2. Set the expectation and boundaries by the way that you work – by your behaviours (e.g. assertiveness). For example, you’re not are not obliged to answer that e-mail if you are on leave or you’ve left the office! If you are continually watching your e-mails when at home, then this creates an expectation and becomes the norm. Turn off your work Blackberry! If you return to the office the next day and boss remarks that he e-mailed you but didn’t get a reply, explain in a polite way that you aren’t checking e-mails at home, and that if something is very urgent, he is welcome to call you at home on your landline. Another example; if you’re going on a training course, say to the boss the night before the course that you’ll only be checking your e-mails during the lunch break or at the end of the course. Put a note in the top of his diary to remind him when you will be available and when you are not contactable (unless in emergencies).
3. Agree as an organisation what the rules are around staff being ‘in’ or ‘out’. To illustrate, in the firm where I work we have agreed as a management team that staff are either: (a) in work and on-e-mail; (b) out of work (annual leave) and therefore not on their e-mails at all; or (c) working from home and therefore on e-mail or contactable by phone. Staff are only ever doing one of those three things – and never the twain shall meet. So, when a staff member goes on leave, and then they then return and complain that they spent their holiday doing work or e-mails, then they receive little sympathy – they should stayed away from their e-mails and switched their iPhones off! Or, if a member of staff takes a day off, but subsequently finds out they are having to reply to urgent e-mails or taking phone calls at work, then that wasn’t a day’s leave, it was ‘work from home’ day – and we amend our HR record accordingly.
This might sound like a simplistic way of working, but it’s fair, consistent and everyone knows the rules. To reinforce this way of working even further we’ve even agreed a number of company-wide standard out of office replies; for example: ‘I’m out of the office now until 24 September 2012 with no access to e-mail. If your e-mail is urgent please contact Jane Brown on 631-1234.’ Quite simply, this means that if you e-mail me during that time, please don’t expect a reply as I am not checking my e-mails. Thus, the expectation has been set and no-one is disappointed when they don’t get a reply.
4. Make arrangements when you are on leave or out of the office for the boss to have another point of contact for anything that he needs doing. This could be another PA you buddy up with, or an office junior. No one is indispensable, and if you were run over by a bus tomorrow (heaven forbid!) then believe me your boss would still be the boss and the company would still run. The business cannot stop just because you aren’t around. And, when you aren’t in the office, you can’t be responsible for things that go wrong or when the best laid plans fail. PAs sometimes need to let go and realise that they can’t control everything – especially when they aren’t present!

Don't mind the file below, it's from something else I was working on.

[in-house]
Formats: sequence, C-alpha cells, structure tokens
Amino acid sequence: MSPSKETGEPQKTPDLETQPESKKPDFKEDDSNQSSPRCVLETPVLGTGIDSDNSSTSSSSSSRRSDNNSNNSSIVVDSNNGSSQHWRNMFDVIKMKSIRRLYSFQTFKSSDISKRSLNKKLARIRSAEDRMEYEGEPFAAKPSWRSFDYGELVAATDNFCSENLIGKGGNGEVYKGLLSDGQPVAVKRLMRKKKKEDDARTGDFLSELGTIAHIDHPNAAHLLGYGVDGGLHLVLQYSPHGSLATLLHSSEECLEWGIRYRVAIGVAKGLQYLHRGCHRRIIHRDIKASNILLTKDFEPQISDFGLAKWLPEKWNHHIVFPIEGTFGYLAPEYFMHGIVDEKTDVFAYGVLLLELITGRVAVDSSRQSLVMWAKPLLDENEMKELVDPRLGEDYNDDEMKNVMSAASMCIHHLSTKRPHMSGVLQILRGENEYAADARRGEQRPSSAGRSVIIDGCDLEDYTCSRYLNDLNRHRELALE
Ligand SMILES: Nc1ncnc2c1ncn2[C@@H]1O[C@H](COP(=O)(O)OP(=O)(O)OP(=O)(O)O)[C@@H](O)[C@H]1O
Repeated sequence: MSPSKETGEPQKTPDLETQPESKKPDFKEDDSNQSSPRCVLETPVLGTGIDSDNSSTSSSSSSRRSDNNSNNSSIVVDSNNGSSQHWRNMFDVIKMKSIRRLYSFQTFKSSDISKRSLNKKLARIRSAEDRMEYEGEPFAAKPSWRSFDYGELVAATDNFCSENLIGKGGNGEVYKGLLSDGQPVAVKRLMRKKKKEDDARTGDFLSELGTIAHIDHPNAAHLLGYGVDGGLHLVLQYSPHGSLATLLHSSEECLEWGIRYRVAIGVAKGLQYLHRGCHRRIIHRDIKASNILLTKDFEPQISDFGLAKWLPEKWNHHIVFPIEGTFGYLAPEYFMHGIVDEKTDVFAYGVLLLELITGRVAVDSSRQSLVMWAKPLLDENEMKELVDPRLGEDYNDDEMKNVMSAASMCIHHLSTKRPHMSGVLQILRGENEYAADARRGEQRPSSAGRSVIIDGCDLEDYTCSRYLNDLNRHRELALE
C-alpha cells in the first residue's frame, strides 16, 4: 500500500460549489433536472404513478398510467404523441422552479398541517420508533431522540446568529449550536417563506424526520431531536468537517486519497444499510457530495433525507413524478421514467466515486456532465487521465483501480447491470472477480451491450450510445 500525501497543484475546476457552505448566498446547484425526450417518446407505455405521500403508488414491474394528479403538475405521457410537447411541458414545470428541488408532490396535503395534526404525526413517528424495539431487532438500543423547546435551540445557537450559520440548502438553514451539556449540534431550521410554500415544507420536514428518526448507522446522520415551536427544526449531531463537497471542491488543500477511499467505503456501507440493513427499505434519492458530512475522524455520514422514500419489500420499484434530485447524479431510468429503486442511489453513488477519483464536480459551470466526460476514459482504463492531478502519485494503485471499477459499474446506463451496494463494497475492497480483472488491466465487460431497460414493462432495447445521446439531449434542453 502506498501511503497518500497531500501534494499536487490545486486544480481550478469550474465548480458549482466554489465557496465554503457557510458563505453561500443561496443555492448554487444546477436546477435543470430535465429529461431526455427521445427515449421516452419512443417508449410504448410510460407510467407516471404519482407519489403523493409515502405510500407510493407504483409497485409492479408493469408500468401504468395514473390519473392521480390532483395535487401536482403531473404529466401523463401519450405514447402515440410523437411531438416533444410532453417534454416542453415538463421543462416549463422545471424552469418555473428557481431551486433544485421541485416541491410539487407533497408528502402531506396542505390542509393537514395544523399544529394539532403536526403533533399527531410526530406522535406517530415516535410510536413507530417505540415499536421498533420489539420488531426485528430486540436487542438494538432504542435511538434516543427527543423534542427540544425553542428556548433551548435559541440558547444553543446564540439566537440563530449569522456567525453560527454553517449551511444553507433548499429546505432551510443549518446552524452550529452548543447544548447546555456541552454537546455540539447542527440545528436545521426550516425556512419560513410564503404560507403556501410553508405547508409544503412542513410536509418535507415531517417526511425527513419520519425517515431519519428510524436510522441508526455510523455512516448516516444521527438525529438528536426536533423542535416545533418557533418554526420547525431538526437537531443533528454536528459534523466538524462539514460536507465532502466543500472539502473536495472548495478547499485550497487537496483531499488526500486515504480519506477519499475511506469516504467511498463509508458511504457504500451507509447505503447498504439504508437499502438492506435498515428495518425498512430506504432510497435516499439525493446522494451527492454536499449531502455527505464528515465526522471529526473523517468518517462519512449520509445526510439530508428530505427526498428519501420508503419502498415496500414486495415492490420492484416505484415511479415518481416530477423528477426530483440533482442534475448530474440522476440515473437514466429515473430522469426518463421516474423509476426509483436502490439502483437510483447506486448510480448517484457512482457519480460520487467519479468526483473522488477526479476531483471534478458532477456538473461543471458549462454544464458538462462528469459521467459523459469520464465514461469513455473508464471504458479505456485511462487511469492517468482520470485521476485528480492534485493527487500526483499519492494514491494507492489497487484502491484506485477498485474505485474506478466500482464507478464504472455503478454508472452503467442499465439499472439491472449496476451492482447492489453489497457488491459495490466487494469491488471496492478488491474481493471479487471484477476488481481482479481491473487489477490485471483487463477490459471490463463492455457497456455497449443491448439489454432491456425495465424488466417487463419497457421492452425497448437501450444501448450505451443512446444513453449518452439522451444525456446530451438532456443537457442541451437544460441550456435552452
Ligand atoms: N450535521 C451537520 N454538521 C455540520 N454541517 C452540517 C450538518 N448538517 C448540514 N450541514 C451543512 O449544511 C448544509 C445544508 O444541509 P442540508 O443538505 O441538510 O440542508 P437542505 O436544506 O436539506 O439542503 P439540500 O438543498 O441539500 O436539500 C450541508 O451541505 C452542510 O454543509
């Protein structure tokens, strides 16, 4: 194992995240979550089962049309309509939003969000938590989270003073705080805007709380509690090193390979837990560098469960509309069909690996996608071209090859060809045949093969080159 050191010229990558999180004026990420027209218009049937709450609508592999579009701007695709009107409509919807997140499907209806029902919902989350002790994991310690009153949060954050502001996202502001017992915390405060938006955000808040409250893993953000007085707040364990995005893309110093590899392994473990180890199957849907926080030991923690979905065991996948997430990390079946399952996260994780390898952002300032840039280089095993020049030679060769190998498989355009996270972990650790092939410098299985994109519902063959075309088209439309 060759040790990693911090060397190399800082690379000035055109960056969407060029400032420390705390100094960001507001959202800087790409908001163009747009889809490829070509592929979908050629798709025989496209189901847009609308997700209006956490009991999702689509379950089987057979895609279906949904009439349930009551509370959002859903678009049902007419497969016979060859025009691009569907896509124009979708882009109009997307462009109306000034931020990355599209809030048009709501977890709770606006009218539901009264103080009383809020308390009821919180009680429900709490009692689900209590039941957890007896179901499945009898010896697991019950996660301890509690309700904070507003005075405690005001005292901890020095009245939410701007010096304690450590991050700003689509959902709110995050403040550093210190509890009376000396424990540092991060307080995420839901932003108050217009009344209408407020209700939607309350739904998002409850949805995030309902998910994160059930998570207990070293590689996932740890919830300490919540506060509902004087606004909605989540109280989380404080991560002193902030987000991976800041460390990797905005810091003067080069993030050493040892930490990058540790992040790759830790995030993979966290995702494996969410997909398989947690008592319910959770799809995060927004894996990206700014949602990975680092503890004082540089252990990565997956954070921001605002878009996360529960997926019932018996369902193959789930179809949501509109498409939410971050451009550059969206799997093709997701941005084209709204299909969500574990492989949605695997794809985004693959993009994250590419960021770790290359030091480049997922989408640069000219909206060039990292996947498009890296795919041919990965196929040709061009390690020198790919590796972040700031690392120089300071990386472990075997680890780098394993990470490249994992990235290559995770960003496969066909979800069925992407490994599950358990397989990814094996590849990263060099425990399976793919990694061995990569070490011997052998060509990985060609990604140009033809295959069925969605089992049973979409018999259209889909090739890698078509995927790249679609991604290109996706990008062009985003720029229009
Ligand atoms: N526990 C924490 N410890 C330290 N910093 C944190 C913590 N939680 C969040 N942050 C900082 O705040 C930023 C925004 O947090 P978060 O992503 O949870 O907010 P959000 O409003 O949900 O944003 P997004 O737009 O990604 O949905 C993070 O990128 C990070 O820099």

5. Check your job description – does it confirm hours of work? Does it say ‘hours to suit’? Yes, the PA should be flexible and this goes with the territory, but very few PAs actually have employment contracts that state ‘requirement to be available out-of-hours’ or ‘must be accessible by e-mail at all times’.
6. Be honest with your boss and others about your workload. After a week’s annual leave, there is nothing wrong with saying to the boss: ‘Peter, I have come back to 130 unread e-mails, so please bear with me.’ If you don’t have this conversation, how would the boss ever know this is the world in which your role operates? Bosses by default don’t understand ‘admin’ and the ups and downs of the PA role, nor should we expect them to, but the PA should educate them so they have enough of an understanding, and a mutual respect, for what the PA job is all about and how busy the PA’s workload can be.
You might be surprised to learn that in more than 10 years of being a Board Level PA, I very rarely ever check my work e-mails or ‘log in’ from home. My honest view on this is that I work a minimum of an eight-hour day (a 12 hour day is not unusual for me) and that if the boss has plenty of time during working hours to request what needs to be done. I’m not disagreeable to the odd phone call in an emergency at home, but again in my experience, real emergencies are infrequent, and most things can wait until I’m back in the office at 8:00 am the next day.
I hope this article gives readers a fresh perspective on their work/life balance, and encourages more PAs to set boundaries and speak to their bosses about reasonable expectations in their jobs. As ever in the PA role, nothing is black and white, but if the PA doesn’t tackle these issues, it’s likely that no one else will!
See you all at The Office* Show in London on 12 September!